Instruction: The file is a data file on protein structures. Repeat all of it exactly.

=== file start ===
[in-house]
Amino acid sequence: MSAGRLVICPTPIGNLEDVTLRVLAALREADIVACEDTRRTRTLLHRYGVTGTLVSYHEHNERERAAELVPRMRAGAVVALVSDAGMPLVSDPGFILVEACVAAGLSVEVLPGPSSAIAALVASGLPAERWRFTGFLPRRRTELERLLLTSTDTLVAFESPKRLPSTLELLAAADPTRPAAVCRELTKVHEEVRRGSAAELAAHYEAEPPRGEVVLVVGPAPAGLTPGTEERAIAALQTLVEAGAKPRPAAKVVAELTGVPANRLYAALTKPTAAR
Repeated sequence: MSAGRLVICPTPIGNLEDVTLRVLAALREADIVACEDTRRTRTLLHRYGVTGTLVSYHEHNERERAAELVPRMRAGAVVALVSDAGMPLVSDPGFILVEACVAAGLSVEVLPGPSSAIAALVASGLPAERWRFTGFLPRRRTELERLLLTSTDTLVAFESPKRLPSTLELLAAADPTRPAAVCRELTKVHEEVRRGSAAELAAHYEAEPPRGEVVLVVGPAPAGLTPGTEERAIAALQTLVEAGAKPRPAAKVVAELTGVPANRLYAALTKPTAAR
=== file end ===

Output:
[in-house]
Amino acid sequence: MSAGRLVICPTPIGNLEDVTLRVLAALREADIVACEDTRRTRTLLHRYGVTGTLVSYHEHNERERAAELVPRMRAGAVVALVSDAGMPLVSDPGFILVEACVAAGLSVEVLPGPSSAIAALVASGLPAERWRFTGFLPRRRTELERLLLTSTDTLVAFESPKRLPSTLELLAAADPTRPAAVCRELTKVHEEVRRGSAAELAAHYEAEPPRGEVVLVVGPAPAGLTPGTEERAIAALQTLVEAGAKPRPAAKVVAELTGVPANRLYAALTKPTAAR
Repeated sequence: MSAGRLVICPTPIGNLEDVTLRVLAALREADIVACEDTRRTRTLLHRYGVTGTLVSYHEHNERERAAELVPRMRAGAVVALVSDAGMPLVSDPGFILVEACVAAGLSVEVLPGPSSAIAALVASGLPAERWRFTGFLPRRRTELERLLLTSTDTLVAFESPKRLPSTLELLAAADPTRPAAVCRELTKVHEEVRRGSAAELAAHYEAEPPRGEVVLVVGPAPAGLTPGTEERAIAALQTLVEAGAKPRPAAKVVAELTGVPANRLYAALTKPTAAR